How do horses end up at slaughterhouses?

According to The Humane Society of The United States, most horses destined for slaughter are sold at livestock auctions or sales. Stolen Horses International, Inc. states that stolen horses also often end up at slaughterhouses.  A slaughterhouse, or auction that killer buyers frequent, is an easy way for horse thieves to get quick money for stolen horses. Like American beef consumers, people that eat horse, want fresh young tender meat, not old tough flesh. The argument that "our old and broken down horses are going to slaughter for human consumption" is a fallacy.

The cruelty of horse slaughter is not limited to the act of killing the animals. Horses bound for slaughter are shipped, frequently for long distances, in a manner that fails to accommodate their unique temperaments. They are usually not rested, fed, or watered during travel. Economics, not humane considerations, dictate the conditions, including crowding as many horses into trucks as possible. To attest to this, research recently concluded (opposed by Equine Friends) by a Dr. Friend at Texas A&M University, under a USDA grant, on the long distance shipping conditions of horses bound for slaughter.  Even proponents of slaughter, like Dr. Friend, recognize the inhumane transport methods currently being used.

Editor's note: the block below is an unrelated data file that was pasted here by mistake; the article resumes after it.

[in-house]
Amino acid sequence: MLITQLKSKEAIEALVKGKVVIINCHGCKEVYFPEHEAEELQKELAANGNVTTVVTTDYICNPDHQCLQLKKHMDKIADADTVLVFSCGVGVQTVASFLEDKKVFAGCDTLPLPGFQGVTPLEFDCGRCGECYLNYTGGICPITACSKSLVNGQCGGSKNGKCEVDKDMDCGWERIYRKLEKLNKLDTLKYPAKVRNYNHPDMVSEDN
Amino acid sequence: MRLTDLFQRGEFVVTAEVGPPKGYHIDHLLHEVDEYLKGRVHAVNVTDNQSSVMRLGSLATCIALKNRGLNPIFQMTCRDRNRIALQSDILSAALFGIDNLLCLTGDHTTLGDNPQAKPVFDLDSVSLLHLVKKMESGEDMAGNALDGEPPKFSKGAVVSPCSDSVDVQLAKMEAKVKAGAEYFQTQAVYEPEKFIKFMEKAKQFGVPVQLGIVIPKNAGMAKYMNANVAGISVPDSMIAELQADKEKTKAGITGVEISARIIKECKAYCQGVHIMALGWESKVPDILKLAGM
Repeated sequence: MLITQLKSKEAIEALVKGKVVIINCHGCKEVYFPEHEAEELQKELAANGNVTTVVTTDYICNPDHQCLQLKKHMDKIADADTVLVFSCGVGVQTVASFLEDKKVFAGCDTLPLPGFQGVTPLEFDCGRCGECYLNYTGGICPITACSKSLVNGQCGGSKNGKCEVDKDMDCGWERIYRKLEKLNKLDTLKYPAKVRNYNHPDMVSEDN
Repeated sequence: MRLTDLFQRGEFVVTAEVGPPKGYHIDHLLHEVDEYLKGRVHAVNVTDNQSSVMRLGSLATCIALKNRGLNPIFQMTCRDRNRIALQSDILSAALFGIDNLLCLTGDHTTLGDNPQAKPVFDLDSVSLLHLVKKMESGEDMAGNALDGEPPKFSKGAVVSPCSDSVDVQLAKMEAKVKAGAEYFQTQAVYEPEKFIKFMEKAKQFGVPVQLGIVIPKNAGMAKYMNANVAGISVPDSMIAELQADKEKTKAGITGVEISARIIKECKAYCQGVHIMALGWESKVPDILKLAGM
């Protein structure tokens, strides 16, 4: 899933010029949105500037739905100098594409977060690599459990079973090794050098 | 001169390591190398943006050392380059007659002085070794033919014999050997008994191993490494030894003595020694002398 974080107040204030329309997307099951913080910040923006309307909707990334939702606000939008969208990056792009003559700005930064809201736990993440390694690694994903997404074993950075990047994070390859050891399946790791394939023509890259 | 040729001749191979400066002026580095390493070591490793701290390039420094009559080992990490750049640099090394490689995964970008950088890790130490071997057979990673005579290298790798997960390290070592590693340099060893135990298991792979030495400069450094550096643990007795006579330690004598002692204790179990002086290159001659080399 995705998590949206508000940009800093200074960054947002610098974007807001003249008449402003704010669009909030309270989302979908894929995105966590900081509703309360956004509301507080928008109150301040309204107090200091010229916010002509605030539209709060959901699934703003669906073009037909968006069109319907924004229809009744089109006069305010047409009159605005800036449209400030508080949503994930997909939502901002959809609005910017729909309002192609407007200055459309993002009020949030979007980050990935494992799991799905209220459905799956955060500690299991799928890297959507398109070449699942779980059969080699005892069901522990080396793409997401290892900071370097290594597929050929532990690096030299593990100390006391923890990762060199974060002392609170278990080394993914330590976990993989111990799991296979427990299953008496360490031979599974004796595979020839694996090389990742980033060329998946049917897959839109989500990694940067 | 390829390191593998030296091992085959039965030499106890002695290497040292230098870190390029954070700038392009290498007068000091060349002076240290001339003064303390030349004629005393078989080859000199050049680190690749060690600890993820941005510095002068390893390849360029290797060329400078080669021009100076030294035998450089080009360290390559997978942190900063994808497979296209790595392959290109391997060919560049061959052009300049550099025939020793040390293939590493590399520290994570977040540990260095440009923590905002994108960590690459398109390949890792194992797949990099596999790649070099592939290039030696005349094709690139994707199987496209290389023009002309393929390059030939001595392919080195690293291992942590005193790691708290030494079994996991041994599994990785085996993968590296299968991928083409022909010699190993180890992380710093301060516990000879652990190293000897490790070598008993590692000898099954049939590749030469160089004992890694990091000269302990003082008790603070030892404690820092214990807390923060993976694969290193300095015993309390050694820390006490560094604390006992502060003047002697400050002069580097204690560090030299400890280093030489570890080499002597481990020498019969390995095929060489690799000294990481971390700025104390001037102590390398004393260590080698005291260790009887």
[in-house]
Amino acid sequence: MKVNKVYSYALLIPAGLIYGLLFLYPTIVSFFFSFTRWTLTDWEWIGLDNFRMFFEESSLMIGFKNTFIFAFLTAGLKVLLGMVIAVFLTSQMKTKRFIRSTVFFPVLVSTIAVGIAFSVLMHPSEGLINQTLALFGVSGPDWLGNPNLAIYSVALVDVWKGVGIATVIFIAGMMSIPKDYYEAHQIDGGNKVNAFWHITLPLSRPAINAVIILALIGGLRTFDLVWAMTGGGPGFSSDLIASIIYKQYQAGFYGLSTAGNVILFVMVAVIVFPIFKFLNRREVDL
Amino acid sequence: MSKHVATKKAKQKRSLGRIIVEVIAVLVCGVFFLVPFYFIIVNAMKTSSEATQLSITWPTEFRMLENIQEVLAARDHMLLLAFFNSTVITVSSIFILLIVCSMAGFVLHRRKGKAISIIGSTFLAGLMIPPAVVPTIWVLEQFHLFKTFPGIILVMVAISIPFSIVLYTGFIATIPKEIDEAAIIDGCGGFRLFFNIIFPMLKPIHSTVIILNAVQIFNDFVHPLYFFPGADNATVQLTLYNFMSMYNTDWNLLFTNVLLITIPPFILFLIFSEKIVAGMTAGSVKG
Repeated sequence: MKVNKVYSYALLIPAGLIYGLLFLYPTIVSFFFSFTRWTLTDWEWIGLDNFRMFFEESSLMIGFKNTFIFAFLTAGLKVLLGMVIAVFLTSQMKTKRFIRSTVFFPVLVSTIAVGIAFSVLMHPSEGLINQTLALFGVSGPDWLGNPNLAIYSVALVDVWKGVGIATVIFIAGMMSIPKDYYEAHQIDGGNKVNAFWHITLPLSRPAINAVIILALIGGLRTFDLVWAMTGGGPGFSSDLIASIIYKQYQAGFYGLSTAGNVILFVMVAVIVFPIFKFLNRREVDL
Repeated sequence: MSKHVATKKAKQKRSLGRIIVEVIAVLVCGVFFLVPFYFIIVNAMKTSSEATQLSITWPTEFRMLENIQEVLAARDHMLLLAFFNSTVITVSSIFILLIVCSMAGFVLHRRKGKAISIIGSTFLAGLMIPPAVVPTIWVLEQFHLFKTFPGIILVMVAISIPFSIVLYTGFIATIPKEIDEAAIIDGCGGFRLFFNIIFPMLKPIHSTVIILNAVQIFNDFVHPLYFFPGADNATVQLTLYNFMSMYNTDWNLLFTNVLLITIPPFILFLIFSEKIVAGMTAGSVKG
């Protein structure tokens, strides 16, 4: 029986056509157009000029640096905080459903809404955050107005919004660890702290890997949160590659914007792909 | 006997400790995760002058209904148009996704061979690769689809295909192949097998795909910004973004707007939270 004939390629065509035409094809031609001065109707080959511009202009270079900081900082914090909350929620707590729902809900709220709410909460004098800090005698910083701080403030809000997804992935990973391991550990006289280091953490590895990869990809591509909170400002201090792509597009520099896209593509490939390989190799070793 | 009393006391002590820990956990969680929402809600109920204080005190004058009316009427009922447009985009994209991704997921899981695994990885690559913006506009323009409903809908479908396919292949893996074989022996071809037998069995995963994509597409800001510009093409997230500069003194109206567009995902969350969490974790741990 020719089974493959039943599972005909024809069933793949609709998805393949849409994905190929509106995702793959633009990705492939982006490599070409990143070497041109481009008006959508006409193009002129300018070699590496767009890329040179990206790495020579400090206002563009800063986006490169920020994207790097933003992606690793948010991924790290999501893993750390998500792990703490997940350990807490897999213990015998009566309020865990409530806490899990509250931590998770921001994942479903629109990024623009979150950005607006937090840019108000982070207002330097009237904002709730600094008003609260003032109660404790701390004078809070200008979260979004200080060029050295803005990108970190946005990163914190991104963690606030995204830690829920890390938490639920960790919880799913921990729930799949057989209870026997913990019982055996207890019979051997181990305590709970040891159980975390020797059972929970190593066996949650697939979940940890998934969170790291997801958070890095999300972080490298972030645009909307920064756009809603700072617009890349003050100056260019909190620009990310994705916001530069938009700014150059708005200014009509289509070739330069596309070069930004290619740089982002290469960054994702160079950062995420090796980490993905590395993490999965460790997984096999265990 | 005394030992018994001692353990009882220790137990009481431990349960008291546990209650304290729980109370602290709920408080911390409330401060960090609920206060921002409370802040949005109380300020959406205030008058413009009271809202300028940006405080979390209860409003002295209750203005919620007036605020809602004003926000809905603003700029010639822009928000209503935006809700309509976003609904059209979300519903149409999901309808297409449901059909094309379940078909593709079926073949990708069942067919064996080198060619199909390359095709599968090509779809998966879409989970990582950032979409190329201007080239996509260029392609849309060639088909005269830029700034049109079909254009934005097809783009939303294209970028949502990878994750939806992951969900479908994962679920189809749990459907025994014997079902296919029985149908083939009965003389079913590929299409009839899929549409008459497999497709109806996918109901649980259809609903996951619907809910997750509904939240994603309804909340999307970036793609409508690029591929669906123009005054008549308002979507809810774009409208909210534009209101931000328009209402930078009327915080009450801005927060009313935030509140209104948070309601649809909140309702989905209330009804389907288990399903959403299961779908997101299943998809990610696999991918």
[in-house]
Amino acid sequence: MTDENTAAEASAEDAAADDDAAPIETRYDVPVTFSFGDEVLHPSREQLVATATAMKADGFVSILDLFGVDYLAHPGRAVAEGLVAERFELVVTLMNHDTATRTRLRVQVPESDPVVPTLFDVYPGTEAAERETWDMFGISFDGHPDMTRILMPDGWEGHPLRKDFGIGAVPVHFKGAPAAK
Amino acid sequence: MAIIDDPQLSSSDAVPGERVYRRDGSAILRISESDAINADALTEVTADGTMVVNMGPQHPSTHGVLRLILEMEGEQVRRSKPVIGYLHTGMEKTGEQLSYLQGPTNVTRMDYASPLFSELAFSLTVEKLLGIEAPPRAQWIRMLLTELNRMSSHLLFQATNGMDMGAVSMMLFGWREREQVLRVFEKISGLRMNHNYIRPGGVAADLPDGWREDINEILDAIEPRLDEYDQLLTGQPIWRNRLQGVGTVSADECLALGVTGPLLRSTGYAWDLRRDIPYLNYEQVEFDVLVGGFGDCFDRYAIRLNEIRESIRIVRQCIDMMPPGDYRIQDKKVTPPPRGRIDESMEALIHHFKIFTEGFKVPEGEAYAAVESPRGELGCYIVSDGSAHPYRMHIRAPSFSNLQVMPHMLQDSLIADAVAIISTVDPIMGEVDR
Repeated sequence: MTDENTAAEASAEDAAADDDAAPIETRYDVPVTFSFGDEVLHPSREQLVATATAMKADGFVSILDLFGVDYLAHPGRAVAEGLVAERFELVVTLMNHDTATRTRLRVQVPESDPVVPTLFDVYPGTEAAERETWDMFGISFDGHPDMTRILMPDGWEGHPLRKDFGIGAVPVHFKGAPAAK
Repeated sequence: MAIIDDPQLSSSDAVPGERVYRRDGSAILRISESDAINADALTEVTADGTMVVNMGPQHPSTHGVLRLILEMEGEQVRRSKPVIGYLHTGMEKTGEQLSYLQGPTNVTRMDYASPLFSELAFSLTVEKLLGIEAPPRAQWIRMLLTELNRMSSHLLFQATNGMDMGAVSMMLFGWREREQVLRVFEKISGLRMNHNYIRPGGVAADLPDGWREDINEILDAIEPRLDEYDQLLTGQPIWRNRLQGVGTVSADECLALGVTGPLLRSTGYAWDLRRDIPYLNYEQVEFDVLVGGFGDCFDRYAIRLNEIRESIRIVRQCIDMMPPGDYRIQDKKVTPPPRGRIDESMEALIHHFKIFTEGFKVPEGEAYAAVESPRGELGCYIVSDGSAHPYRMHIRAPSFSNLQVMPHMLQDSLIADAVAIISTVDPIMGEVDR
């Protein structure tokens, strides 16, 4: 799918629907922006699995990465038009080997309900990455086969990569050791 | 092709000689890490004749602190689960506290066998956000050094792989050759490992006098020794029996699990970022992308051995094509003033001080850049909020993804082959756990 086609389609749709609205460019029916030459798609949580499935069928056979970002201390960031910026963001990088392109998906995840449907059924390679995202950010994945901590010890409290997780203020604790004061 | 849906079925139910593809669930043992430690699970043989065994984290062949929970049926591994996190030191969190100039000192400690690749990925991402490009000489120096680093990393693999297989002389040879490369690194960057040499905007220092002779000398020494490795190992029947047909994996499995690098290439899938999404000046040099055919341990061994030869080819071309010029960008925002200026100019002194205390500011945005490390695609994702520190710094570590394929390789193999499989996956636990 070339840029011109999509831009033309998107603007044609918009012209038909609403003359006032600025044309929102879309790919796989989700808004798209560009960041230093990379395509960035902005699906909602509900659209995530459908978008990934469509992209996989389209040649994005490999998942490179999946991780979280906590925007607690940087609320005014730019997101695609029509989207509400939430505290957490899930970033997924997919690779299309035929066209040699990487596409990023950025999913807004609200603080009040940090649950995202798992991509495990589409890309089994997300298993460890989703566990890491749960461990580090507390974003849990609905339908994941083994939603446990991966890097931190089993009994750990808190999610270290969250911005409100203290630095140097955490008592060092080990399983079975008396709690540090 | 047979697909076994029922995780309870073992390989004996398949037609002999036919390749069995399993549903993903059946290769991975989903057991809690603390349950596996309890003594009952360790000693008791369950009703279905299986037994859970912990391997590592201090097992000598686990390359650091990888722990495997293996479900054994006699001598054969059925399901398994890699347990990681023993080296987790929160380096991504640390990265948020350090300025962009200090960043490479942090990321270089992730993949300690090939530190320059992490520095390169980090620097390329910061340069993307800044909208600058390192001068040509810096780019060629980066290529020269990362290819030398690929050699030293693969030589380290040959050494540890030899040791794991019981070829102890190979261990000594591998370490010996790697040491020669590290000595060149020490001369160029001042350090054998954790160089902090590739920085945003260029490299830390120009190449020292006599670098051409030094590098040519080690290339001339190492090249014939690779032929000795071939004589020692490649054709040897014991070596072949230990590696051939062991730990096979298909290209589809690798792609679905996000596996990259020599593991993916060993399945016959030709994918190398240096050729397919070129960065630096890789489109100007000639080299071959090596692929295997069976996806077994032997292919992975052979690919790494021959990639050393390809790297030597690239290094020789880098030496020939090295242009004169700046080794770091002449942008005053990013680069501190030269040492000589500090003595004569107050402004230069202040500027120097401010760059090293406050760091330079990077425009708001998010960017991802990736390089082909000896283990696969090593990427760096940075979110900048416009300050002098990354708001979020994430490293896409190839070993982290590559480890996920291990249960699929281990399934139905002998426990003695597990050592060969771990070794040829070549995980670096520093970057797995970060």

Often, terrified horses and ponies are crammed together and transported to slaughter in double-deck trucks designed for cattle and pigs. The truck ceilings are so low that the horses are not able to hold their heads in a normal, balanced position. Inappropriate floor surfaces lead to slips and falls, and sometimes even trampling. Some horses arrive at the slaughterhouse seriously injured or dead. Although transportation accidents have largely escaped public scrutiny, several tragic ones involving collapsed upper floors and overturned double-deckers have caused human fatalities as well as suffering and death for the horses.

How are the horses killed?

Under federal law, horses are required to be rendered unconscious prior to slaughter, usually with a device called a captive bolt gun, which shoots a metal rod into the horse's brain. Some horses, however, are improperly stunned and may still be conscious at the time of slaughter. They are hoisted by a rear leg to have their throats cut, or they are shot repeatedly with the bolt gun. The chutes that hold the horses are not made for long necked horses. The horses are frightened and move around making it difficult to get a good shot. In addition, the general load and crude conditions in the slaughterhouse are stressful and frightening for horses. Their experience is akin to Auschwitz.

"The greatness of a nation and its moral progress can be judged by the way its animals are treated" --Gandhi

Which kinds of horses are affected?

Horses of virtually all ages and breeds are slaughtered, from draft types to miniatures. According to The Humane Society of The United State, horses commonly slaughtered include unsuccessful race horses, stolen horses, surplus riding school and camp horses, mares whose foals are not economically valuable, and foals who are "byproducts" of the Pregnant Mare Urine (PMU) industry (which produces the estrogen-replacement drug Premarin®).